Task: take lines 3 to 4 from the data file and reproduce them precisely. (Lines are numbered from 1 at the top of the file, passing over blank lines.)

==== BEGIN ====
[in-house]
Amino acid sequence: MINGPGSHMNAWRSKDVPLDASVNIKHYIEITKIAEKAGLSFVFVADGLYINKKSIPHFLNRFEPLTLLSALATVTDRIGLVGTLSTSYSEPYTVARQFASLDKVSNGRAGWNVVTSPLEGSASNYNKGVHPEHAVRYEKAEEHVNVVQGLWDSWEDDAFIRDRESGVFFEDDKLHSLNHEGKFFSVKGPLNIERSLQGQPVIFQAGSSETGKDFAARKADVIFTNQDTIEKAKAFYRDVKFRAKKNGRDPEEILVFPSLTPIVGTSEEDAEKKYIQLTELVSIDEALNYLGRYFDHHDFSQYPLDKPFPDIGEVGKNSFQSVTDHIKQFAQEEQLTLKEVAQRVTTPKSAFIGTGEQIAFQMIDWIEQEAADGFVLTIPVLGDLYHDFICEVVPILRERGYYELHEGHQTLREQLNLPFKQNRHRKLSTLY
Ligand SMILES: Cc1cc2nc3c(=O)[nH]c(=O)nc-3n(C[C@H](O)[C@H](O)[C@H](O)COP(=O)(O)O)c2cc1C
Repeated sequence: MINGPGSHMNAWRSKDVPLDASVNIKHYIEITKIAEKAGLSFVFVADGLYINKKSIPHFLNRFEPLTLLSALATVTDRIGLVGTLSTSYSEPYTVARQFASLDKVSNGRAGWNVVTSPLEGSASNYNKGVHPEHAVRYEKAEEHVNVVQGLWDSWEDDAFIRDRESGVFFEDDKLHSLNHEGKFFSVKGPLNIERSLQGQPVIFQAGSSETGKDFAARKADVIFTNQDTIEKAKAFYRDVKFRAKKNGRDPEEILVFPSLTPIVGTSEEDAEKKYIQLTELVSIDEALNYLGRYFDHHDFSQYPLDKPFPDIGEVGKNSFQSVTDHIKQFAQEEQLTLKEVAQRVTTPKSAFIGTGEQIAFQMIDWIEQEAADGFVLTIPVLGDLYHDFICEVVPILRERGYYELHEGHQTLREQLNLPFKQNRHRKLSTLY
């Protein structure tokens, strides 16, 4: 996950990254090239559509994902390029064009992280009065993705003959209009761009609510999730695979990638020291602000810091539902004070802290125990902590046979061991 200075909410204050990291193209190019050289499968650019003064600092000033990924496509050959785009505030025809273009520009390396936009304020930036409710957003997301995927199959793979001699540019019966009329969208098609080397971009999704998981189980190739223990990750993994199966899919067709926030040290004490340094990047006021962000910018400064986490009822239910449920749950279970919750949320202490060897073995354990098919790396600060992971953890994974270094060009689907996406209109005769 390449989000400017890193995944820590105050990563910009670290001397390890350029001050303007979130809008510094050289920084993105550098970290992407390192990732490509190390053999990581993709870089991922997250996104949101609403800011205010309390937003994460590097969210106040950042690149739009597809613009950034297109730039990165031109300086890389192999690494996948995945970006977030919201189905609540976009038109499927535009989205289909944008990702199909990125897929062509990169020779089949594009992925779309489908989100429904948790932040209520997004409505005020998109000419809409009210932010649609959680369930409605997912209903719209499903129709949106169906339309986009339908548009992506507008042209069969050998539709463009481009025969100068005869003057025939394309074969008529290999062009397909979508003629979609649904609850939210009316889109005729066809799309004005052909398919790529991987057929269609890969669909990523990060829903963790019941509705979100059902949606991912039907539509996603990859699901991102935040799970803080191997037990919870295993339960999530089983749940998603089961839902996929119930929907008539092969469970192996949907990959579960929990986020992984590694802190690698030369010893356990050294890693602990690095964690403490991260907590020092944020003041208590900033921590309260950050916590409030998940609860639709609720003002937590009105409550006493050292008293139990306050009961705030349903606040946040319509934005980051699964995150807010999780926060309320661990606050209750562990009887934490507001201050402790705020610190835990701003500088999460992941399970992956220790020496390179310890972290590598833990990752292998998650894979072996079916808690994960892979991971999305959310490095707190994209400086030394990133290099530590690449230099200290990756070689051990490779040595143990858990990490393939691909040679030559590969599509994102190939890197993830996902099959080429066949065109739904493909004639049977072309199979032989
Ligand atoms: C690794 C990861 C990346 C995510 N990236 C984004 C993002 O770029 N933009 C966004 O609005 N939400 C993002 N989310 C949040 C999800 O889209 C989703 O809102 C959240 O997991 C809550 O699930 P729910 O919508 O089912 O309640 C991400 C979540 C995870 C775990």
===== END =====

Ligand SMILES: Cc1cc2nc3c(=O)[nH]c(=O)nc-3n(C[C@H](O)[C@H](O)[C@H](O)COP(=O)(O)O)c2cc1C
Repeated sequence: MINGPGSHMNAWRSKDVPLDASVNIKHYIEITKIAEKAGLSFVFVADGLYINKKSIPHFLNRFEPLTLLSALATVTDRIGLVGTLSTSYSEPYTVARQFASLDKVSNGRAGWNVVTSPLEGSASNYNKGVHPEHAVRYEKAEEHVNVVQGLWDSWEDDAFIRDRESGVFFEDDKLHSLNHEGKFFSVKGPLNIERSLQGQPVIFQAGSSETGKDFAARKADVIFTNQDTIEKAKAFYRDVKFRAKKNGRDPEEILVFPSLTPIVGTSEEDAEKKYIQLTELVSIDEALNYLGRYFDHHDFSQYPLDKPFPDIGEVGKNSFQSVTDHIKQFAQEEQLTLKEVAQRVTTPKSAFIGTGEQIAFQMIDWIEQEAADGFVLTIPVLGDLYHDFICEVVPILRERGYYELHEGHQTLREQLNLPFKQNRHRKLSTLY